|Posted by Gary R. Varner on November 3, 2013 at 9:00 AM|
While the Republican Party touts coal as America's cheap energy resource what are the other aspects of coal mining?
Eastern Kentucky has long been the coal capital of the United States. This region of the Commonwealth relies on the jobs that coal mining generates to survive. Some miners, working in the cramped and dangerous mines earn up to $75,000 annually and would find it impossible to survive without coal. But what else does coal generate?
To put it bluntly coal mining destroys habitat and water purity and creates vast wastelands. "Mountaintop removal" is often used to access coal deposits. In this process the actual top of a mountain is removed and dumped into nearby valleys which blocks waterways and deposits huge volumes of toxic materials into the water systems. Such toxics include manganese, aluminum and other carcinogens which seep into the ground water, polluting wells and drinking water. In Eastern Kentucky's coal region the cancer rates are skyrocketing.
Water collected from streams is often brown, black, orange or red in color and the water itself is lifeless. Tap water often appears clear but harbors dangerous cancer causing materials.
Perhaps one of the most insidious acts of Kentucky Republican Senators Mitch McConnell and Rand Paul was to attempt to amend the Clean Water Act to limit the water protections in the Act to just 59% of the streams and wetlands of the United States. Their actions were motivated to hinder the EPAs efforts to protect the public from the effects of Mountaintop Removal. Luckily their amendments failed to garner sufficient votes to pass. This is reminiscent to George W. Bush’s attempts to remove arsenic and mercury from the list of toxic elements prohibited in streams and drinking water.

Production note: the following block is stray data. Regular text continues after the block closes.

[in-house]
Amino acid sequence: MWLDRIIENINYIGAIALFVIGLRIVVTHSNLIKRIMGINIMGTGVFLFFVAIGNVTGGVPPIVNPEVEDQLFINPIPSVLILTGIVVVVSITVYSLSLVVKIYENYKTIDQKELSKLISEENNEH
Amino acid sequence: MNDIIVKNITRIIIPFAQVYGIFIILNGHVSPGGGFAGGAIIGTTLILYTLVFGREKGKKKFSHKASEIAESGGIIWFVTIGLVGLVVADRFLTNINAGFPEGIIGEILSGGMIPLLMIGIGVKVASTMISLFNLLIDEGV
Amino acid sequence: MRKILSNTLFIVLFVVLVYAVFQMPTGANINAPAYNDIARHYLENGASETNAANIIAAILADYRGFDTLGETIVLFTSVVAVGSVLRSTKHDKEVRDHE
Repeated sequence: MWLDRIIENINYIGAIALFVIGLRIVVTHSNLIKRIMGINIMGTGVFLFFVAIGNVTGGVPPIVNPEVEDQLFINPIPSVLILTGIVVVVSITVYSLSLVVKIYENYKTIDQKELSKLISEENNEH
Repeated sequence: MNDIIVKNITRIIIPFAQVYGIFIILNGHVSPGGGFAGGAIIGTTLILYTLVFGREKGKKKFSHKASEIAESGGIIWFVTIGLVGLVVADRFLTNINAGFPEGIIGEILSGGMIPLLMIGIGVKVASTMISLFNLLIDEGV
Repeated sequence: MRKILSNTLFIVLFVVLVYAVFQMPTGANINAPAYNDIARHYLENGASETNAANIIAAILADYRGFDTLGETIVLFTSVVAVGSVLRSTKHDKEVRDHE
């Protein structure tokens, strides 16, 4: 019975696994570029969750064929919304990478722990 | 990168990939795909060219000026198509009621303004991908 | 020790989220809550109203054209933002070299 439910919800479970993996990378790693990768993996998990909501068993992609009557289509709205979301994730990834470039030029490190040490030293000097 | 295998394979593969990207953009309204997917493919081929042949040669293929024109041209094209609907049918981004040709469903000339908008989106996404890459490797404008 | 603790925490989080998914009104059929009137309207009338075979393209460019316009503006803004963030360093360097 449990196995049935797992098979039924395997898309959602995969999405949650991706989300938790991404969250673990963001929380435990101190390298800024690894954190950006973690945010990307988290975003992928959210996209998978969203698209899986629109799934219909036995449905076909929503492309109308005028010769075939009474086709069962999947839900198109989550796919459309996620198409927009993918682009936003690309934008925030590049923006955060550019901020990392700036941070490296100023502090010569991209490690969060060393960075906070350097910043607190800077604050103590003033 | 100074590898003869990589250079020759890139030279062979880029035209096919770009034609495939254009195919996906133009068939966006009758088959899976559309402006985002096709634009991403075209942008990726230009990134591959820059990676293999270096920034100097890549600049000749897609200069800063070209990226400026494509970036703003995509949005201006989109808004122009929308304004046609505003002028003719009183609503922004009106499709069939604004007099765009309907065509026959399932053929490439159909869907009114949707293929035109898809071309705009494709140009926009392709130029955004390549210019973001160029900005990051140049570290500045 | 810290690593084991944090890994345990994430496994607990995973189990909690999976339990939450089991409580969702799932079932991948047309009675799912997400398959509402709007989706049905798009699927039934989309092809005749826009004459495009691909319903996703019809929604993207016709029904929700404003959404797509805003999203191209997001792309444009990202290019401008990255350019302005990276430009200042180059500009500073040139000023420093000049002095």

While Eastern Kentucky suffers even with active coal mining, having lost 6,000 coal mine jobs in recent years due to the development of alternative energy and increased environmental restrictions, elected officials and others need to think outside the mine to develop alternative employment for the region. Perhaps by transitioning these people into the alternative and sustainable fuels arena and creating new employment in agriculture and other areas of land use the region can continue to grow and maintain itself.
Luckily Kentucky’s Governor Steve Beshear and Republican Congressman Harold Rogers, in a bipartisan effort, have taken actions to transform the poverty stricken region into a self sustaining and growing environment with the formation of a 40-person task force made up of industry, business and education representatives to develop a strategy to effectively attack the problem on a multi-level approach. As the Governor stated, “The people of Appalachia must step up and take responsibility for their own future” to “place the region at the center of the world’s economy in ways it’s never been before.” Rogers reiterated that the solutions to Eastern Kentucky’s problems “must come from within” and not from the government.
Diversified employment must be created to remove this regions reliance on coal and to create a more hospitable environment for the people of Kentucky.